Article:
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home : braidwood journal : braidwood journal August 28, 2014

7/8/2014 11:03:00 AM
Braidwood breezes through storm's aftermath
City crew getting the brunt of the clean up
Photo by Tonya MichalecTOSSING ANOTHER BRANCH on the city’s rapidly growing pile of leftover storm debris is water foreman, Rich Bolatto. Bolatto and crews made up of Braidwood’s water, sewer and street departments have been out since the morning after last week’s destructive storm hauling away the cut branches left along the roadsides by local residents. The city workers will continue with removing the piles of cut down limbs for the remainder of this week.
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Photo by Tonya Michalec

TOSSING ANOTHER BRANCH on the city’s rapidly growing pile of leftover storm debris is water foreman, Rich Bolatto. Bolatto and crews made up of Braidwood’s water, sewer and street departments have been out since the morning after last week’s destructive storm hauling away the cut branches left along the roadsides by local residents. The city workers will continue with removing the piles of cut down limbs for the remainder of this week.
by Tonya Michalec
Staff writer

It wasn't much of a quiet holiday weekend as the buzzing of chainsaws could be heard in Braidwood as residents continue to clean up after a June 30 severe storm.

Property owner are trying to salvage trees that withstood winds up to 82 mph.

"I was shocked to see my maple tree split almost in half," said resident Jeff Madison. "It was my best one and now it's gotta come down."

Another resident, Gina Baxter, claimed that beyond the scattered leaves and tree limbs that covered her yard, she also received a hole in her roof caused by a broken limb.

According to Jim Hutton, the city's Commissioner of Public Buildings and Property, most of the community's tree damage is ultimately falling back to the guys at the Public Works Department.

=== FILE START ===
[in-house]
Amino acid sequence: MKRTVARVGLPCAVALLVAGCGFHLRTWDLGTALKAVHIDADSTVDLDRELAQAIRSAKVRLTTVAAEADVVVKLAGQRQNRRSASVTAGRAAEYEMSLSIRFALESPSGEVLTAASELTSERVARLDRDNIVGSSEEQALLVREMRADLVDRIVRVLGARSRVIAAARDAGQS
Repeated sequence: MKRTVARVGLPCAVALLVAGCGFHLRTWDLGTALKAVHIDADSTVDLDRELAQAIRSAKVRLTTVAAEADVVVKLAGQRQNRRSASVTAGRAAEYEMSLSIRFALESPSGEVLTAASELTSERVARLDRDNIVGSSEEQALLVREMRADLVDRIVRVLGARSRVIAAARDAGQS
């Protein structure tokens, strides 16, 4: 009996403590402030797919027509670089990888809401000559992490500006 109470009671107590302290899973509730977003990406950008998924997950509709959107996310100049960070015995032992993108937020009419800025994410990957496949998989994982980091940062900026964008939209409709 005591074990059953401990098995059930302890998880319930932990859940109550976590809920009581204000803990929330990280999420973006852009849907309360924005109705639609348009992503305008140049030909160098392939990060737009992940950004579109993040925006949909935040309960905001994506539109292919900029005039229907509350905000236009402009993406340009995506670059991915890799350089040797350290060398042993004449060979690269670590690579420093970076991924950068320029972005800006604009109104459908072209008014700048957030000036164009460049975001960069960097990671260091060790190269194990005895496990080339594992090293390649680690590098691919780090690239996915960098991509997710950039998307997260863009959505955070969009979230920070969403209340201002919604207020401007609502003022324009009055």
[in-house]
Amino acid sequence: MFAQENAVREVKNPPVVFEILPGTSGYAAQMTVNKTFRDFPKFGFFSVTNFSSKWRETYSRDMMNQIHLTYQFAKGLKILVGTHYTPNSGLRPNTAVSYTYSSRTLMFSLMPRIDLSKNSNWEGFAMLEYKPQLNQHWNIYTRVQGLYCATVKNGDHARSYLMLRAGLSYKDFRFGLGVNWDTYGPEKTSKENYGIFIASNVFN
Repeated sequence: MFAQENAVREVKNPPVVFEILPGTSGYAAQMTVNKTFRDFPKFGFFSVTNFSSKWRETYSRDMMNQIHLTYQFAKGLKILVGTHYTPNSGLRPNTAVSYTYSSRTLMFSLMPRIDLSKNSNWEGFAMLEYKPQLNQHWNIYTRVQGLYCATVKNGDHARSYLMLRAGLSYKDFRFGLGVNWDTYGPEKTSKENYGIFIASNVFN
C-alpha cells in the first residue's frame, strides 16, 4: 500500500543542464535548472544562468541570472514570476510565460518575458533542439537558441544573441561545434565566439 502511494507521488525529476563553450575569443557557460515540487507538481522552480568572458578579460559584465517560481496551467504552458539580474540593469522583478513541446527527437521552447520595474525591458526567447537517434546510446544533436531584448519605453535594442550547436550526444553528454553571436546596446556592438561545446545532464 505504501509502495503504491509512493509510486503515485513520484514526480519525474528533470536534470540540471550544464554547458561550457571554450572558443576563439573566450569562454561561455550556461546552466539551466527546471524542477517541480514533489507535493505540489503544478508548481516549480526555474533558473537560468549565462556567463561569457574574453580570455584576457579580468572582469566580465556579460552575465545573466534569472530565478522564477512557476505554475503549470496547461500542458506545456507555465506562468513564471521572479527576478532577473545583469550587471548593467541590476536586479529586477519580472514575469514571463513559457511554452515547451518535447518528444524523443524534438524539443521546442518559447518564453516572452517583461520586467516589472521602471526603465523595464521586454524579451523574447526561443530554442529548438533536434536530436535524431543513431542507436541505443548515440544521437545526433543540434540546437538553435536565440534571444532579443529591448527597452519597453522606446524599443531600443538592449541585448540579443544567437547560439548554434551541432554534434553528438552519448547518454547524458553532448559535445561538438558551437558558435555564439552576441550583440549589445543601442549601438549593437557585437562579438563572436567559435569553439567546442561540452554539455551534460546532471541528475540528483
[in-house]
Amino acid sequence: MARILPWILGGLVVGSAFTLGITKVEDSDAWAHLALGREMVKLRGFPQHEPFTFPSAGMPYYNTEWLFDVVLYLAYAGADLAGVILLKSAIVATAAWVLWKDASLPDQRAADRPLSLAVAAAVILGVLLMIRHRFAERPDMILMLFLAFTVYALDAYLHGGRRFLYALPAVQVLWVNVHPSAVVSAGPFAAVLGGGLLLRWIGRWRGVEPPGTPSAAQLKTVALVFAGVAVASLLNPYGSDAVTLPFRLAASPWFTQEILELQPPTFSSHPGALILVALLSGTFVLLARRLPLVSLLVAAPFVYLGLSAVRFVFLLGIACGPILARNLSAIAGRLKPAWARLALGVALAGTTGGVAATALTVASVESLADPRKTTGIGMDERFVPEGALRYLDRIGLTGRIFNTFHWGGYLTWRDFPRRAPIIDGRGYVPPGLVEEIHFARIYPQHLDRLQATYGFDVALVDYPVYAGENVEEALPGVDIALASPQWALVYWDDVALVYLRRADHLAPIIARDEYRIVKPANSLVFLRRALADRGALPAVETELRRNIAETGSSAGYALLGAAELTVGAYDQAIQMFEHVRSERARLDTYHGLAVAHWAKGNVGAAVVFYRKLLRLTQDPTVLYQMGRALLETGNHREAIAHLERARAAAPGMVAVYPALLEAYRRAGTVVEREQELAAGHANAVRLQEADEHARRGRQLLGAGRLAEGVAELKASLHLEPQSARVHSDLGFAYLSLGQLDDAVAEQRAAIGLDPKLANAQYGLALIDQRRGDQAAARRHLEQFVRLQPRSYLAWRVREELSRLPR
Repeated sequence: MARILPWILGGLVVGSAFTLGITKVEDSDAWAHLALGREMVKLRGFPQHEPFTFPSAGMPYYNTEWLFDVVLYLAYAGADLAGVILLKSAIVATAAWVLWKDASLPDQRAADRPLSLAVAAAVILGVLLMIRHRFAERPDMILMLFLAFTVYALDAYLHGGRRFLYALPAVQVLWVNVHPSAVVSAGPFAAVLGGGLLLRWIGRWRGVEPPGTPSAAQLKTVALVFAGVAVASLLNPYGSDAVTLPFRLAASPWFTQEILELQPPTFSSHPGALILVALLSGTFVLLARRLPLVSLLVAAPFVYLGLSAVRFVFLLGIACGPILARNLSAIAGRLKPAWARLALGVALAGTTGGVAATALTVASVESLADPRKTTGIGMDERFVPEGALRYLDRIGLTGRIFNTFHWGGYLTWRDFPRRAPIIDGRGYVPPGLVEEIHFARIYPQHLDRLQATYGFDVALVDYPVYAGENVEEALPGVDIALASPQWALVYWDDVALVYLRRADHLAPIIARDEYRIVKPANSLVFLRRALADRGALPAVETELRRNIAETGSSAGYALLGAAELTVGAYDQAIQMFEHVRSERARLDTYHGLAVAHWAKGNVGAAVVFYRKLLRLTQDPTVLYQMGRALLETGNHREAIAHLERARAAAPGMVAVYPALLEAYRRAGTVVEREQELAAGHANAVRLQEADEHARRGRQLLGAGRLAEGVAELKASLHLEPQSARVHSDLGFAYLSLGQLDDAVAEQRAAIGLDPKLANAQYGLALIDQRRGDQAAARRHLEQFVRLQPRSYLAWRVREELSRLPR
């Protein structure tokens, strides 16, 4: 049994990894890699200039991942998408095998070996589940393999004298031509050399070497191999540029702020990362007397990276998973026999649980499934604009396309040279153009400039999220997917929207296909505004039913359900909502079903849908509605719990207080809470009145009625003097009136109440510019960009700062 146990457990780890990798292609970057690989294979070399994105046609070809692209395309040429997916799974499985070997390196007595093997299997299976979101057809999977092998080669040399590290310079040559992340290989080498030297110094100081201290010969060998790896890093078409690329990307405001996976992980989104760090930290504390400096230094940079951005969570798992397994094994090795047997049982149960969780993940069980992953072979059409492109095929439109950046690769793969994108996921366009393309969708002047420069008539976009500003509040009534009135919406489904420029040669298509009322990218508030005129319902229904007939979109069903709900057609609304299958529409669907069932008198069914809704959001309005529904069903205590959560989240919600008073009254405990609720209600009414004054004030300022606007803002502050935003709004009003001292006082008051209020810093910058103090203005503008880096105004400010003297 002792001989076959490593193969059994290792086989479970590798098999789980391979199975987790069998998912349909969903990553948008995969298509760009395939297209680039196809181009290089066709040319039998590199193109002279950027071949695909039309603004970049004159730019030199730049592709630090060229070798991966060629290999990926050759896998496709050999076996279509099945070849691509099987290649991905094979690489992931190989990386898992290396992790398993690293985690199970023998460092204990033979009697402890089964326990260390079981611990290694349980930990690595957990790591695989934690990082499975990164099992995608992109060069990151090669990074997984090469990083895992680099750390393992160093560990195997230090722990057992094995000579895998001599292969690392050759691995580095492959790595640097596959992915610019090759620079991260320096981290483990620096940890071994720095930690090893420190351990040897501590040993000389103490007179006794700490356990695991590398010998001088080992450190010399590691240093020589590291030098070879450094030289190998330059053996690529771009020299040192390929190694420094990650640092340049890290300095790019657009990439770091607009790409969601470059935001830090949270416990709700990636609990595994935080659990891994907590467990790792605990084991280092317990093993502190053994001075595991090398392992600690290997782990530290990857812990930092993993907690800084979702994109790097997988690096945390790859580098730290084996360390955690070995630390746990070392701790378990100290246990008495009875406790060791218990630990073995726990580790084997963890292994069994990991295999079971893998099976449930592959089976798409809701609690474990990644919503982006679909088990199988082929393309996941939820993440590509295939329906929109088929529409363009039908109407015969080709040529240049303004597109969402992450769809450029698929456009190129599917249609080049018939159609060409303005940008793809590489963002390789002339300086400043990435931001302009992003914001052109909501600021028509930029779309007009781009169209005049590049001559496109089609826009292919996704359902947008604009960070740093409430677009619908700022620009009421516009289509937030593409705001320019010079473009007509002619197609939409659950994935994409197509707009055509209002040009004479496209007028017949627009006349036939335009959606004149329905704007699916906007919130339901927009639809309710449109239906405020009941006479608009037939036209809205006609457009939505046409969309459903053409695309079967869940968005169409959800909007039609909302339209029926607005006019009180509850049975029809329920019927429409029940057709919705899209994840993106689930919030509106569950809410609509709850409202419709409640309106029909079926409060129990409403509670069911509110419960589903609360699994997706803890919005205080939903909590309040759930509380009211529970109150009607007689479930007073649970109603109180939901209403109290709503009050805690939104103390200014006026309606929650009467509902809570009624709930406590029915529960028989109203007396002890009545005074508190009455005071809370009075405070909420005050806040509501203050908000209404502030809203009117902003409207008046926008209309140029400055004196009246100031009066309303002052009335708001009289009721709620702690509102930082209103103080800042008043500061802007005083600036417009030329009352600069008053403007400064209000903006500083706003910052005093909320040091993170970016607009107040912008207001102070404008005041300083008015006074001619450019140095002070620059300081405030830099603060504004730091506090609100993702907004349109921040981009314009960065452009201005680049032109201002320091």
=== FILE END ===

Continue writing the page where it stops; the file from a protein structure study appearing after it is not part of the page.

"There was no damage done to any of the city's public buildings or properties, but the majority of the residents received a lot of tree damage, which comes back to us for the clean up," Hutton said.

He added that the city's water and sewer plants never skipped a beat as generators kept the wells pumping and lift stations operating. Almostmost everyone in Braidwood lost power during the storm, from as short as 45 minutes to nearly three days. The last ComEd power restoration was completed approximately 63 hours later at 2 p.m. on Thursday, July 3.

According to Braidwood Park District commissioner Josh Bolatto, the top eight feet of a pole at North School and West Bergera streets snapped off and was hanging with the light only a foot from the ground. Also main feed lines were down on North Division Street, causing the various power outages seen throughout town.

Bolatto noted there were several tree limbs down in the city parks, including one big limb that fell close but spared the Old Smokey Building. No damage was received to buildings or to any of the park's equipment.

A large tree fell across power lines at the southwest corner of West Cermak and North Walker streets. Wires were just six feet off the ground and a pole across the intersection was left leaning at a 45-degree angle until ComEd crews corrected the situation Thursday.

City Hall and the police department remained operational throughout the power outage thanks to a standby generator.

"We are better prepared than many other towns around us. That credit goes to the past administrations that got these generators in place," Mayor Bill Rulien said.

"Amazingly our State Representative John Anthony called immediately to ask me if we needed any back up generators for our wells," Rulien said. "I thought that was really something."

Make sure to grab a copy of this week's edition of the Braidwood Journal, or subscribe on-line at www.freepressnewspapers.com, to finish reading the remainder of this article.



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